Cheim & Read is pleased to announce their first exhibition of paintings by Jonathan Lasker. Born in 1948 in Jersey City, New Jersey, Lasker attended the School of Visual Arts in New York and CalArts in Valencia, California in the late 1970s. He has shown regularly since the early 1980s. In 2003 a full scale retrospective of his work opened at the Museo Nacional Centro de Arte Reina Sofia in Madrid.
In constructing his paintings, Lasker actively employs three basic elements: figure, ground and line. These elements are explored, assembled and positioned in terms of density, materiality, color and form; in heeding his given, self-set parameters Lasker investigates concepts of language, narration, and abstraction. His work intentionally presents the viewer with visual and conceptual contradictions, aesthetic paradoxes that question the mechanics of abstraction and the viewer's inherent identification with figuration. As Lasker writes: "I often think of my paintings as a form of image kit or perhaps as jigsaw puzzles, which offer components of painting as clues pointing the viewer, not to a finished narrative…but rather to a self-awareness of how one construes a painting."
Lasker's paintings illustrate a collision between intuition and analysis, the subconscious and the premeditated. He first works out ideas for his paintings by freely sketching forms and compositions; these are navigated subconsciously, continuous and unmediated. These drawings are executed at a much smaller scale and often with several variations made before the final composition. The resultant study is then enlarged and copied as the final painting. Now highly conscious of his image, Lasker's scribbles become almost mechanically produced, his wandering line, now with destination, is copied, clarified and contained. As Lasker explains, "I reference the subconscious in a very conscious way. I take something from the subconscious and reprocess it. I go from direct subconscious mark-making to graphic reproduction."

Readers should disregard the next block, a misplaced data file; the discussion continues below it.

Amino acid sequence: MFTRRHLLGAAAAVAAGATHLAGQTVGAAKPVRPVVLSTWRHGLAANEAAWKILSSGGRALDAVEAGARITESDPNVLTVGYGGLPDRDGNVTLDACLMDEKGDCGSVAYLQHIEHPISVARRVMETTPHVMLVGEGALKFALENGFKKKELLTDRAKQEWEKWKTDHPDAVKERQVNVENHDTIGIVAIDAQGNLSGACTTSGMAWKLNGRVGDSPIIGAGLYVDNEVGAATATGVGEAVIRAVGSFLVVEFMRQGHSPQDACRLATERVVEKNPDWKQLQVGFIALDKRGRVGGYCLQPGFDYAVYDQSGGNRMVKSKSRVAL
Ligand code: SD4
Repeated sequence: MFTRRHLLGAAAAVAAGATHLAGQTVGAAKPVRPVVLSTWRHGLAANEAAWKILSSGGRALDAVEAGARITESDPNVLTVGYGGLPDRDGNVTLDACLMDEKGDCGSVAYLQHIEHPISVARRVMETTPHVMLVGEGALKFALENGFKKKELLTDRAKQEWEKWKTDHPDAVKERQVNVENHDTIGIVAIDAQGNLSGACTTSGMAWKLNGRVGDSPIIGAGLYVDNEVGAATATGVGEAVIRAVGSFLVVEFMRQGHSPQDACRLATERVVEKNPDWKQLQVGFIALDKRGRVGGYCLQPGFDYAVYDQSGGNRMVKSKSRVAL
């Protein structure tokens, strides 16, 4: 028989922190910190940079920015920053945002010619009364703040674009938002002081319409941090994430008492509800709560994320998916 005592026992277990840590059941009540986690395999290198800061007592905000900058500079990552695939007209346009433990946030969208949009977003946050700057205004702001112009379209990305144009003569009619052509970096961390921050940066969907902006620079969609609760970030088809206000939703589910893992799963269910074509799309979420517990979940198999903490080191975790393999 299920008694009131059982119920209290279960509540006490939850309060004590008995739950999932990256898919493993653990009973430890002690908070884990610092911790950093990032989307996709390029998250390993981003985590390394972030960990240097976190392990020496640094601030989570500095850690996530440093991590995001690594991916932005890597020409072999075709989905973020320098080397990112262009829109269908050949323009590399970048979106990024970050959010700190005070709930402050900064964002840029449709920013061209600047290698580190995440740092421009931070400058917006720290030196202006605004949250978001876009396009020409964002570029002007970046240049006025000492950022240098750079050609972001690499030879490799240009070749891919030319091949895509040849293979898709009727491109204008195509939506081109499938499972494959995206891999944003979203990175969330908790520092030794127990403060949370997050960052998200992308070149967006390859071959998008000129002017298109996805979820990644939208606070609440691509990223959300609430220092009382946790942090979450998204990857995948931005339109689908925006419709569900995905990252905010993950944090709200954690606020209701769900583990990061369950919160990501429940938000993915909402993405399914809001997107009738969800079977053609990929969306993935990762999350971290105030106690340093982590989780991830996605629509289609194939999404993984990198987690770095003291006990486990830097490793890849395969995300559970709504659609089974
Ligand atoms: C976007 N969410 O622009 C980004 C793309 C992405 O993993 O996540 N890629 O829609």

Distinctly different approaches to mark-making are arranged within Lasker's compositions-loose, tactile lines of thick paint are contradicted by smooth, flat-edged areas of graphic striation, as if painted textures did not share the same material substance but were instead collaged together from unrelated sources. Loosely rendered lines and amorphous forms separate spatially from flat grounds of vivid color or repetitive pattern; seemingly absent-minded scribbles infiltrate Lasker's strictly realized compositions. The contraposition and tension born from Lasker's uniquely paired elements confront more traditional readings of non-representational painting. Further, though Lasker explores the process of "figuration" in his work, he denies his abstracted figures a set time, narrative or pictorial structure-they intentionally reject reference to recognizable forms. With this ambiguity, Lasker challenges the viewer's search for self-referential meaning. In a 2003 interview, he states: "My goal was to bring the viewer to the threshold of narrativity without crossing over, to bring the viewer to the state of pure pictoriality. Therefore I decided to use unrecognizable abstract forms as surrogate figures. This would convey the pure condition of being a thing in space."